for /f "delims=" %%a in ('tasklist /fi "imagename eq hpboid.exe" ^| find /c /i "hpboid.exe"') do set numprocesses=%%a 
echo.
echo Number of hpboid.exe processes running: %numprocesses%  >> %log%
if %numprocesses$ NEQ 0 taskkill /f /fi "imagename eq hpboid.exe"


REM List the hpbpro.exe processes running.
tasklist /fi "imagename eq hpbpro.exe" >> %log%
REM Count the number of hpbpro.exe processes running.
for /f "delims=" %%a in ('tasklist /fi "imagename eq hpbpro.exe" ^| find /c /i "hpbpro.exe"') do set numprocesses=%%a
echo. 
echo Number of hpbpro.exe processes running: %numprocesses%  >> %log%
if %numprocesses$ NEQ 0 taskkill /f /fi "imagename eq hpbpro.exe"

REM put a blank line in the file to separate the entries added at this time
REM from those that will be added at a later time.
echo.

I log the killing of the errant HP processes to see how many are killed every time the batch job runs. Log file entries for a particular instance of the batch file running are shown below:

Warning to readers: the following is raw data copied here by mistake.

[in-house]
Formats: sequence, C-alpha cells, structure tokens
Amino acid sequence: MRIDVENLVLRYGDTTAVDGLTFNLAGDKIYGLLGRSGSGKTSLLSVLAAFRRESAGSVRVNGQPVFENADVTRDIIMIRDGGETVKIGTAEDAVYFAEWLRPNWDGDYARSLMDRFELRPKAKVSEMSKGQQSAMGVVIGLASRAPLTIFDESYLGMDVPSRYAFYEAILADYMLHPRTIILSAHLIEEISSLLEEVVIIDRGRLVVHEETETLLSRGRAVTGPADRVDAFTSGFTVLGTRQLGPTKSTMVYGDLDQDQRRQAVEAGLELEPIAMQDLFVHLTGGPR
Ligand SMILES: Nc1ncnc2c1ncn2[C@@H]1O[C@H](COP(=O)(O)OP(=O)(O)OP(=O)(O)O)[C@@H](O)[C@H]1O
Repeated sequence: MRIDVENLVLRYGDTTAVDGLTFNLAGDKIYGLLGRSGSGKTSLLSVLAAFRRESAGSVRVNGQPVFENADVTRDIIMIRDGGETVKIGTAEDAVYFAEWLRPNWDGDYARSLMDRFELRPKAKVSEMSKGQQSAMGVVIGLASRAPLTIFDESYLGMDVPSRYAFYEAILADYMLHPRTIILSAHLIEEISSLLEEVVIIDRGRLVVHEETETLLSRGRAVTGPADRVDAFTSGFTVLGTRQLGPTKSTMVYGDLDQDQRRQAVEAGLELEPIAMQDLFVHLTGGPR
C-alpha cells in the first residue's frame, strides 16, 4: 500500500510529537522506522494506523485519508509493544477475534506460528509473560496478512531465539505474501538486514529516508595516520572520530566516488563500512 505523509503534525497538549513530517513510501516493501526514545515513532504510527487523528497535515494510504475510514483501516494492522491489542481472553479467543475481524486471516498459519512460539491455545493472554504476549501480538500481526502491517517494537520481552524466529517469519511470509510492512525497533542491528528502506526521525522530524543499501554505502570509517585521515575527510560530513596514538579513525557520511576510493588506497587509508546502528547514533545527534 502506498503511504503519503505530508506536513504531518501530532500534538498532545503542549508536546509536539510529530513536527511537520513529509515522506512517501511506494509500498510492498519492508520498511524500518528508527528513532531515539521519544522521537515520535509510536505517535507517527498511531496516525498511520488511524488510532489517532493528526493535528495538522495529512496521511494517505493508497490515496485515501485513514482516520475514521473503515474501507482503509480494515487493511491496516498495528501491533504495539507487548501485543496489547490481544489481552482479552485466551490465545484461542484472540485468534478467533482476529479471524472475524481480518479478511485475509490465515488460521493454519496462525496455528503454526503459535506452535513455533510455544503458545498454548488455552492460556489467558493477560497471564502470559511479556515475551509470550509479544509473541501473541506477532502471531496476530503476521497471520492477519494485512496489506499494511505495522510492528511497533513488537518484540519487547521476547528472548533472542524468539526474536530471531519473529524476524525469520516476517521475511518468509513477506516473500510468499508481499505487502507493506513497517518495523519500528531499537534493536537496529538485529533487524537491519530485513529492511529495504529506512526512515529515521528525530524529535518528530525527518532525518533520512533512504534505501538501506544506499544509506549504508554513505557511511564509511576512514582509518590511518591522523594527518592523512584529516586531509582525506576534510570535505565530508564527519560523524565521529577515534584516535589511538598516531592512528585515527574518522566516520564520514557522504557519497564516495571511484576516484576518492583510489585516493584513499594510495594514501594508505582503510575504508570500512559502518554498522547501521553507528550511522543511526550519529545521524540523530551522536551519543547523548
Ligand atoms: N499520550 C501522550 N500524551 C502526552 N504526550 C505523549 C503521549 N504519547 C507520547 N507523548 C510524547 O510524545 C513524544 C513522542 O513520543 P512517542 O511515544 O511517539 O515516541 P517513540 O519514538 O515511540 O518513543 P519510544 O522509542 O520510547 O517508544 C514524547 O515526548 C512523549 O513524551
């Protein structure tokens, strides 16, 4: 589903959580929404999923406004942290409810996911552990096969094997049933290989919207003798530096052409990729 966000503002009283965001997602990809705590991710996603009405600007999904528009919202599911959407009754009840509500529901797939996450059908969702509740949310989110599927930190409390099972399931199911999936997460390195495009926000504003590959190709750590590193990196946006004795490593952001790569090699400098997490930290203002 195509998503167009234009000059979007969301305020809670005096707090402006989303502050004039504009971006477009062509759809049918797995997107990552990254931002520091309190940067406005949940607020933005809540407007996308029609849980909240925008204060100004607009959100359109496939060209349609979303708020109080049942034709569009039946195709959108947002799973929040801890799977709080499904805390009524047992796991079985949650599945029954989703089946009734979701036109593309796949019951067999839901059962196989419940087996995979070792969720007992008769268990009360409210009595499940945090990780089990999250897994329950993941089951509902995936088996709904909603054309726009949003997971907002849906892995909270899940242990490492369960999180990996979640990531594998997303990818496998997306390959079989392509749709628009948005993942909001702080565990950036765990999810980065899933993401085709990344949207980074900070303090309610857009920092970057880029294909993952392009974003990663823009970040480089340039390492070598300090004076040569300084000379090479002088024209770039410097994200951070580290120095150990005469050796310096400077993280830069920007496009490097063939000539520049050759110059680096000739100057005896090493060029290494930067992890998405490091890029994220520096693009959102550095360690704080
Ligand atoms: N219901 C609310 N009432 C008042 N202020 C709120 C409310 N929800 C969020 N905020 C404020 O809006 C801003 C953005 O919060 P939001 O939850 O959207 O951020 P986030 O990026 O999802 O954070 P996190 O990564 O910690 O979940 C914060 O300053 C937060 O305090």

Fri 07/16/2010 15:00:00.71

Image Name                   PID Session Name     Session#    Mem Usage
========================= ====== ================ ======== ============
HPBOID.EXE                  4044 Console                 0        532 K
HPBOID.EXE                  3152 Console                 0        572 K
HPBOID.EXE                  3748 Console                 0        580 K
HPBOID.EXE                  1340 Console                 0        560 K
HPBOID.EXE                  3712 Console                 0        576 K
HPBOID.EXE                  1984 Console                 0        576 K
HPBOID.EXE                   760 Console                 0        780 K
HPBOID.EXE                  3412 Console                 0        772 K
HPBOID.EXE                  3772 Console                 0        776 K
HPBOID.EXE                  2756 Console                 0        776 K
HPBOID.EXE                  1372 Console                 0        740 K
HPBOID.EXE                  5636 Console                 0        796 K
HPBOID.EXE                  4200 Console                 0      2,308 K
HPBOID.EXE                  5472 Console                 0      2,324 K
HPBOID.EXE                   960 Console                 0      2,316 K
HPBOID.EXE                   836 Console                 0      2,312 K
Number of hpboid.exe processes running: 16

Image Name                   PID Session Name     Session#    Mem Usage
========================= ====== ================ ======== ============
HPBPRO.EXE                  2460 Console                 0        552 K